Trump to ease restrictions on arms exports to non-NATO countries

Buy American Plan

The Trump administration is nearing completion of a new “Buy American” plan that calls for U.S. military attaches and diplomats around the world to help drum up billions of dollars more in business overseas for the American weapons industry. The US arms export will receive a massive boost in the sale of fighter jets, drones, artillery, warships, guns to non-NATO ally and partners in a move by the Trump Administration.

Trumph

The Trump administration is also planning a controversial move to ease the 1976 arms export rule and realign the International Trafficking in Arms Regulations (ITAR) regulation. Once Trump administration formally announced the plan, there will be a 60-day public comment period, after which further details are to be unveiled by the administration.

Curving the trade deficits

During 2016 presidential election campaign, President Trump promised to create more jobs in the U.S. by increasing sales of goods and services abroad and bring down the U.S. trade deficit from a six-year high of $50 billion. The arms are not an ordinary commodity or consumer goods but to reduce U.S. trade deficit; the U.S. is willing to ask American embassy official around the world to act as sales advocates of American arms to the country where the embassy is located. The U.S. has the industrial might to produce and export arms to countries in mass scale. During the first international trip of President Trump, he announced a notional $110 billion arms sale to Saudi Arabia. President Trump is couching arms sales regarding jobs and the economy.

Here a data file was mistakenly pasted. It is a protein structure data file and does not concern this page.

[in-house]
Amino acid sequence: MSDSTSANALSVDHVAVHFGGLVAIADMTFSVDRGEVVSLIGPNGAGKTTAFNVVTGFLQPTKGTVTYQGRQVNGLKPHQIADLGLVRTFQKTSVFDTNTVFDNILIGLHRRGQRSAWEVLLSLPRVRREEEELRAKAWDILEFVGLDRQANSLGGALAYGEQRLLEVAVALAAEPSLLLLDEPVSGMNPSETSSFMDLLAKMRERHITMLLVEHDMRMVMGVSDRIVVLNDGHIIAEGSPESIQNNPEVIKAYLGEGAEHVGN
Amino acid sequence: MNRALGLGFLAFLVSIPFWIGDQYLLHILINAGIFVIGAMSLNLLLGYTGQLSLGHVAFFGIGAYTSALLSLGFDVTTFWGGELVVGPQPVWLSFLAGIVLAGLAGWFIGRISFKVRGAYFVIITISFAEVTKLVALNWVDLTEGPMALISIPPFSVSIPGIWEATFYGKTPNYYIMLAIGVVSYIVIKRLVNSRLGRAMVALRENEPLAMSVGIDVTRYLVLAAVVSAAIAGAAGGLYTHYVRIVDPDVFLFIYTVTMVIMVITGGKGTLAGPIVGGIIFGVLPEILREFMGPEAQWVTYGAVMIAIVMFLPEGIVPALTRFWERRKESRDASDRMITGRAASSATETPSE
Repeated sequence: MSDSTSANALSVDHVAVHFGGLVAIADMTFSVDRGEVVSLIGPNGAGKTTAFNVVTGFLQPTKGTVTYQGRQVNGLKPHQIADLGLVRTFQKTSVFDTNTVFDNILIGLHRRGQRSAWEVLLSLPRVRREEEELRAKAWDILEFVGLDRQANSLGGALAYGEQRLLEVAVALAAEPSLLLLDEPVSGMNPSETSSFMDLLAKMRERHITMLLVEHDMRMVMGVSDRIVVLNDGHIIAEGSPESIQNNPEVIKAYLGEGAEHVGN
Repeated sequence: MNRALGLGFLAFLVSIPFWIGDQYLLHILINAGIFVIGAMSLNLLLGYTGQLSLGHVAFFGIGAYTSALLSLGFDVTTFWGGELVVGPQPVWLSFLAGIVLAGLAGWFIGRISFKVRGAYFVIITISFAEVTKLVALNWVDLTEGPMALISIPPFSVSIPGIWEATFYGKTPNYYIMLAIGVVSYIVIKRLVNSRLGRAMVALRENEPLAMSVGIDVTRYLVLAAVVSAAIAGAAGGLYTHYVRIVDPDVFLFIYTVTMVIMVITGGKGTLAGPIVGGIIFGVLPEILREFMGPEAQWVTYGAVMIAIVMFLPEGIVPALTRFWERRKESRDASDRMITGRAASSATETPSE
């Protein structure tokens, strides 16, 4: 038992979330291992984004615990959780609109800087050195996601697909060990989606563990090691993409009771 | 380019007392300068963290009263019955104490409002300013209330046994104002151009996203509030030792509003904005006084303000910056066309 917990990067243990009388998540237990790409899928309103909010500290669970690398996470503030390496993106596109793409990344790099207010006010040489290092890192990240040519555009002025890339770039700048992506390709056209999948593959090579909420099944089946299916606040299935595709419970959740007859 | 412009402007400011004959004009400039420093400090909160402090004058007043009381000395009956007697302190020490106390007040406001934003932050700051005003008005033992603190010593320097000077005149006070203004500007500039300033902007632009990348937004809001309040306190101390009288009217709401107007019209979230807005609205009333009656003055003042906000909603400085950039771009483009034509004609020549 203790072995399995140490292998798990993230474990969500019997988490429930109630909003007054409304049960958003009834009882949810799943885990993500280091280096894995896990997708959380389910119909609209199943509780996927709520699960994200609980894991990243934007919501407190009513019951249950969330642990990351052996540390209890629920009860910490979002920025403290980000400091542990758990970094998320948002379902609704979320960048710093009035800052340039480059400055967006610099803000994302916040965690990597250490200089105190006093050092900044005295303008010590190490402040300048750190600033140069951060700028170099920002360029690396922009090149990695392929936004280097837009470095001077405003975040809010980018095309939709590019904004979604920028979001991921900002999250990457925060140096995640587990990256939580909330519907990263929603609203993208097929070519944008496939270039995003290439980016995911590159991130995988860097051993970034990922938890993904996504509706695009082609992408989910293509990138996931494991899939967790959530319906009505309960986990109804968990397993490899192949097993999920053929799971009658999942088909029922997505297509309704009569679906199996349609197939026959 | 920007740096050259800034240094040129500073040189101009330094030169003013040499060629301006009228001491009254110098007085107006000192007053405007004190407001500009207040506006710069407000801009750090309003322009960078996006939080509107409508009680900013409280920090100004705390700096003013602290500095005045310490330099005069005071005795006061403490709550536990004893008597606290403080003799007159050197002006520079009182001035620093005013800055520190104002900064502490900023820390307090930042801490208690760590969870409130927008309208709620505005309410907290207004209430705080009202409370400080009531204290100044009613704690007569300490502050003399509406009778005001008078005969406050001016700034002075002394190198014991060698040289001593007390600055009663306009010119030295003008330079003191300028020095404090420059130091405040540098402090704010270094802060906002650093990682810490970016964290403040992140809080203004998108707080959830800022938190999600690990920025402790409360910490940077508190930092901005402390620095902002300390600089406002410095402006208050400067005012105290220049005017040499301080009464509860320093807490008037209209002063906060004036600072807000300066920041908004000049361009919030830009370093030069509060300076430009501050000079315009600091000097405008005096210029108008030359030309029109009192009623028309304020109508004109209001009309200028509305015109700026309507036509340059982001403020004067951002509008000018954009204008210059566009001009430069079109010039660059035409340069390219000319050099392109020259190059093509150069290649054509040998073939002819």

American Arms Exports

The Security Assistance Monitor data shows that the Trump administration oversaw a significant surge in arms exports in 2017 by at least $12.5 billion between the months of January and November comparing previous administration. Between those months, the U.S. had sold more than $62.5 billion in foreign military sales in 2017, compared with $50 billion in 2016, according to data from Security Assistance Monitor.

Stiff competitions

The US manufacturer is facing stiff challenges in Middle-East, South-East Asia and African arms market from the Russian Federation and the Peoples Republic of China (PRC).  The U.S. defence manufacturer has faced increasing pressure from competing defence contractors around the world, especially from China and Russia.

The recent example of a long-term American ally, Saudi Arabia and Turkey’s purchased of S-400 surface to air missile systems worth billions of dollar proved that defence manufacturers like Lockheed Martin and Raytheon are facing challenges from Russian manufacturer like Almaz-Antley and the Chinese China Precision Machinery Import-Export Corporation (CPMIEC) on the surface to air missile sector.

The Russian manufacturer, United Aircraft Corporation offered their top fighter jet, Su-35 Flanker-E to long-term American ally the United Arab Emirates. China also unsuccessfully bid for Turkey’s long-range surface to air missile RFP. In the Indian mega defence market, Lockheed Martin and Boeing are also challenged by United Aircraft Corporation of Russian Federation.